I think I have learned more about myself in India than in any other place I have traveled. So far, this experience has stretched my mind, body, and soul…in lots of good ways.
Heading into the mountains to see another perspective of India seemed like a simple plan. I boarded the sleeper train in Varanasi and, as previously noted, enjoyed the company of snoring, sleeping strangers. When the train arrived at my station, I found a taxi and the driver asked if I would like to take the scenic route to Darjeeling. Scenic sounds good, right? So, we were off! I quickly learned that scenic and terrifying are synonyms in India! The two-way road was narrow and broken in a variety of places. We traveled high into the clouds as we twisted and turned and twisted some more. Landslides are typical in this area and I’m sure we passed signs of recent slippage. I have mentioned that India is a spiritual place and I would say that God and I have really bonded while I am transported through India. There are times when the “scenic route” in life will show you things you’ve never imagined and other times when it will only make you a bit queasy….either way, it seems worth the risk.
The Mayfair Hotel in Darjeeling is a former royal mountain retreat. Hotel experiences in India have been wildly successful and provided a chance to travel in a style beyond my expectations. The Mayfair grounds offered an eclectic mix of Buddhist temples, clown statues, and kitschy elements from a variety of cultural groups. The weather in Darjeeling was a cool and misty break from the heat of other parts of India. With the large number of Tibetans and Nepalese, it felt like visiting another country as I wandered in the town center and strolled through the clouds. For a brief moment, during the final hours in Darjeeling, the clouds parted and offered a glimpse of the Himalayas…a simple and appreciated gift to make the visit complete.
I’ve done a tiny bit of shopping in India, but not as much as you might imagine. I’m saving that for the last days when I have fewer stairs to climb and streets to travel. However, I went back to New Delhi for a few days of fun and spent a couple of hours in a HUGE Western-style shopping mall that screamed a message of cultural divide in India with six floors of European clothing, books, and other wares. Dawdling teens could have been from Anywhere, USA as they chatted with friends and giggled over ice cream. Shopping malls are a great way to see every day lives of locals and okay…I will admit I bought a few dresses, but they are VERY light ones!
The children that I’ve encountered on this trip have been remarkable….so cute…so curious… so independent. Along the streets of Agra, I watched a big (maybe age 7) brother lead his trailing sister to school with a gentle guiding hand on her back. I met 11 year old Twinkles (her stage name as a future actress) as she sat at the airport reading a Goosebumps book wearing a bright pink dress and holding a pair of pink jeweled sunglasses. She carried her end of the conversation seamlessly asking and answering questions without hesitation. She asked about my home and told me that the best thing about India is the feeling of unity shown by the people, especially when bad things happen. I learned as much about India from Twinkles as I have from full-day tour guides and fully expect to see her in Bollywood someday. I’ve watched as uniformed students walked to school with swagger, confidence and a bit of bounce in their steps. I’ve seen countless stares from kids, but even better, an endless supply of wide-eyed bright smiles. It’s always fun to see the commonalities between children around the world and the ways they openly express what they’re wondering without apprehension, fear, or judgment of the unknown.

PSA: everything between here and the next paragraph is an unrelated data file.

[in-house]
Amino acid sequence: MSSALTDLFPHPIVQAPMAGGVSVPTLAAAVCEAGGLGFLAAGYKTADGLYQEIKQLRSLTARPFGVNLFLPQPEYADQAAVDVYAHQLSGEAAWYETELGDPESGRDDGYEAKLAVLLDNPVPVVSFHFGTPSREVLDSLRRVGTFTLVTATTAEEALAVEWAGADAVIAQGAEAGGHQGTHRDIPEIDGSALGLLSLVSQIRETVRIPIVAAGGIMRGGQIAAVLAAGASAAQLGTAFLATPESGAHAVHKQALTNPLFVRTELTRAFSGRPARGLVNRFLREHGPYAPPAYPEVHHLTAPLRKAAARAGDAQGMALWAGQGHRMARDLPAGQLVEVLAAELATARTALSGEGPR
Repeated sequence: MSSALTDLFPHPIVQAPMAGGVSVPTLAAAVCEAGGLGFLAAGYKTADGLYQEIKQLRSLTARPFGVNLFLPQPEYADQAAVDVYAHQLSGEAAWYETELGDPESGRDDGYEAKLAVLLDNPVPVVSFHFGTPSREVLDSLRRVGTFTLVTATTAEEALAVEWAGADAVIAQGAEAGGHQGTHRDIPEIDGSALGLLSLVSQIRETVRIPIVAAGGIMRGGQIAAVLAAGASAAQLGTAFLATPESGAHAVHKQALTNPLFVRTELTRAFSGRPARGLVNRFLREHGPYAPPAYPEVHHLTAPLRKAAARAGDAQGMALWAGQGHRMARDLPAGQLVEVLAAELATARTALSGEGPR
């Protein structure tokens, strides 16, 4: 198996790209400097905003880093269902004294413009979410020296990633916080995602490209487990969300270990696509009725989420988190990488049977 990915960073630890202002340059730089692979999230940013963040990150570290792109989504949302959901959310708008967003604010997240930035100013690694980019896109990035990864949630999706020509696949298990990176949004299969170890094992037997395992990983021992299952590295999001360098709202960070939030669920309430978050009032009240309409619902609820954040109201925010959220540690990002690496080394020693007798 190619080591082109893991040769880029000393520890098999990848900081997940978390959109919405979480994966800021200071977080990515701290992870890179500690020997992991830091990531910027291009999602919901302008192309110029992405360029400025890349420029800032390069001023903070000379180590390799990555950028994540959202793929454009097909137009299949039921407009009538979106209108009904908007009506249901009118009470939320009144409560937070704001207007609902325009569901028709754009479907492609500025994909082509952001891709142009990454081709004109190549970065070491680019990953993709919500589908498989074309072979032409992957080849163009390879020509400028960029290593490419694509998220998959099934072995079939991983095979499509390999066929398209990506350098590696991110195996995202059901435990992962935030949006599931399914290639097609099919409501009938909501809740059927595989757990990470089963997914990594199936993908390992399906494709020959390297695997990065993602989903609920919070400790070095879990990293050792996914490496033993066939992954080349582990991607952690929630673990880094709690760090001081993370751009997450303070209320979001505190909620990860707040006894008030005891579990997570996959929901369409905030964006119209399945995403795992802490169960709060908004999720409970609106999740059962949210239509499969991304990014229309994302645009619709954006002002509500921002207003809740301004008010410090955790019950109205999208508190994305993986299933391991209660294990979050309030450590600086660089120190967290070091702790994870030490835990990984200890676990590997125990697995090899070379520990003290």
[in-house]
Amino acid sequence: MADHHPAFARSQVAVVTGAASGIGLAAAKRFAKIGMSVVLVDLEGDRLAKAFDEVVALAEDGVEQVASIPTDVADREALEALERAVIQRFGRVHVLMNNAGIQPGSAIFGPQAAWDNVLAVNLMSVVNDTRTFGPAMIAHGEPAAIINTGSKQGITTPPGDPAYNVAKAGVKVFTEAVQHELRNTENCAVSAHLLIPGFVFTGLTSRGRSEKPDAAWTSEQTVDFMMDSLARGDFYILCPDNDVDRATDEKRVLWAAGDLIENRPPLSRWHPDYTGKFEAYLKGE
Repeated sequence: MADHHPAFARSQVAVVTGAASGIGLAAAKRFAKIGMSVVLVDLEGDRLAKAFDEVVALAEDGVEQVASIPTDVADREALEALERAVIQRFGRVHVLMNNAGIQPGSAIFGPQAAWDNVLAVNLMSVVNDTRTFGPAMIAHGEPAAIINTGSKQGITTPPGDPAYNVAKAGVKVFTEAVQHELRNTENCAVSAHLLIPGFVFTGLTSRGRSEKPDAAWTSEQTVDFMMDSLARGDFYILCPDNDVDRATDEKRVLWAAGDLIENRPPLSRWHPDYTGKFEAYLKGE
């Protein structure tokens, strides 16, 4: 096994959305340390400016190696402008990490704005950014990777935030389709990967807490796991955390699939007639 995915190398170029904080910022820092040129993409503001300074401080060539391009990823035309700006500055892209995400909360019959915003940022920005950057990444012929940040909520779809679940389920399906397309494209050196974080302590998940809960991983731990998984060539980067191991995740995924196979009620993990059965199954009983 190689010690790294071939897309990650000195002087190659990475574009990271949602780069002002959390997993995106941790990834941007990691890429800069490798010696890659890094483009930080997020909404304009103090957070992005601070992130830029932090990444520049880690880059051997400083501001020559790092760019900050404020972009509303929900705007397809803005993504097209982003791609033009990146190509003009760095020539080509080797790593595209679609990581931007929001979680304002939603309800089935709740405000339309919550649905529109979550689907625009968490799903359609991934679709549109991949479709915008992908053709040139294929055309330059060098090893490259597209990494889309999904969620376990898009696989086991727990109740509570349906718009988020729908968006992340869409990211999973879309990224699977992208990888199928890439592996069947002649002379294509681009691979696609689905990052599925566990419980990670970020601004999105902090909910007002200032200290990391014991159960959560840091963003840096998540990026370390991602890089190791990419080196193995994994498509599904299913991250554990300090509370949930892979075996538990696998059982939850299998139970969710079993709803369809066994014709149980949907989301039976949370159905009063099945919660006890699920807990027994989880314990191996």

At the same time, there is the pain of watching children on another spectrum….those who are begging, selling, and wandering near cars on dangerous streets. At almost every red light, you are faced with a sad-faced child asking for help. Everything you read says that giving money only reinforces the cycle of begging, but it is heartbreaking every time. I hope I return to India in 20 years to find that poverty has been eliminated and that all the smiling faces are heading to school.
Haven’t done much yoga yet…just one class, but I hope to find a place for a bit more body stretching. The yogi came to the hotel to teach a session that was less about physical exercise and more about being still, breathing, and meditating…a far bigger challenge for me. I also went to a nightclub for a bit of dancing – as I see it, that counts as exercise. Plus, I am still avoiding sugar…just a few grams each day – but who’s counting? Maybe with a bit of encouragement, I’ll break my addiction…you can all stop snickering and rolling those eyes, please.
Transitioning to a new leg of the trip…on a plane flying to the beaches of Goa for a few days. Then, not sure…maybe Calcutta to step in Mother Theresa’s footsteps or to Nepal for more mountain air. If you’re reading this, thanks for “joining me” in India. I enjoy having my favorite people along for the ride. xoxo